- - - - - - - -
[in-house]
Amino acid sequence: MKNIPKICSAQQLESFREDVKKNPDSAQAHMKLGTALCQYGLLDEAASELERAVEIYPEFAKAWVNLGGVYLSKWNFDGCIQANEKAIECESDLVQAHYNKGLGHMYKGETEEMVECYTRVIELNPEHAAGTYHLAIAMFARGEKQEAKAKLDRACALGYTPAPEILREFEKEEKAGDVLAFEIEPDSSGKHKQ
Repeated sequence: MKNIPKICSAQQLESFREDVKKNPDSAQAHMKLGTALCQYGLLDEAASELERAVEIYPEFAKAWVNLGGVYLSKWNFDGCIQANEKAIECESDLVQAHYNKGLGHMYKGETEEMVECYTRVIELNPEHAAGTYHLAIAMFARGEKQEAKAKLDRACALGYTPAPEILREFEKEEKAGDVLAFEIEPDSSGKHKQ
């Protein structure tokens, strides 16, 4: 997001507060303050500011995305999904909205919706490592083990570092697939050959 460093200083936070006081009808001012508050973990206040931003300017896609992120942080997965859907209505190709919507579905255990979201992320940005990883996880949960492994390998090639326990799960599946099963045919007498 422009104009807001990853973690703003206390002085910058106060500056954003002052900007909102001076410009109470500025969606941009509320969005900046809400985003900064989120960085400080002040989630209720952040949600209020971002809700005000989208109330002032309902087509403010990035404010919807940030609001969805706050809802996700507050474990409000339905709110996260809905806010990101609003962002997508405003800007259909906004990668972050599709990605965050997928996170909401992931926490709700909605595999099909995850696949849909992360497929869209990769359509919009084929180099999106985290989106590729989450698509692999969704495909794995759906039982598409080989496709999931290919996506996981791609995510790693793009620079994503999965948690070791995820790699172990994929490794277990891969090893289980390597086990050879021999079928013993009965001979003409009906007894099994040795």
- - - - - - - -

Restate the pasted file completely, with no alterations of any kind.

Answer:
[in-house]
Amino acid sequence: MKNIPKICSAQQLESFREDVKKNPDSAQAHMKLGTALCQYGLLDEAASELERAVEIYPEFAKAWVNLGGVYLSKWNFDGCIQANEKAIECESDLVQAHYNKGLGHMYKGETEEMVECYTRVIELNPEHAAGTYHLAIAMFARGEKQEAKAKLDRACALGYTPAPEILREFEKEEKAGDVLAFEIEPDSSGKHKQ
Repeated sequence: MKNIPKICSAQQLESFREDVKKNPDSAQAHMKLGTALCQYGLLDEAASELERAVEIYPEFAKAWVNLGGVYLSKWNFDGCIQANEKAIECESDLVQAHYNKGLGHMYKGETEEMVECYTRVIELNPEHAAGTYHLAIAMFARGEKQEAKAKLDRACALGYTPAPEILREFEKEEKAGDVLAFEIEPDSSGKHKQ
């Protein structure tokens, strides 16, 4: 997001507060303050500011995305999904909205919706490592083990570092697939050959 460093200083936070006081009808001012508050973990206040931003300017896609992120942080997965859907209505190709919507579905255990979201992320940005990883996880949960492994390998090639326990799960599946099963045919007498 422009104009807001990853973690703003206390002085910058106060500056954003002052900007909102001076410009109470500025969606941009509320969005900046809400985003900064989120960085400080002040989630209720952040949600209020971002809700005000989208109330002032309902087509403010990035404010919807940030609001969805706050809802996700507050474990409000339905709110996260809905806010990101609003962002997508405003800007259909906004990668972050599709990605965050997928996170909401992931926490709700909605595999099909995850696949849909992360497929869209990769359509919009084929180099999106985290989106590729989450698509692999969704495909794995759906039982598409080989496709999931290919996506996981791609995510790693793009620079994503999965948690070791995820790699172990994929490794277990891969090893289980390597086990050879021999079928013993009965001979003409009906007894099994040795």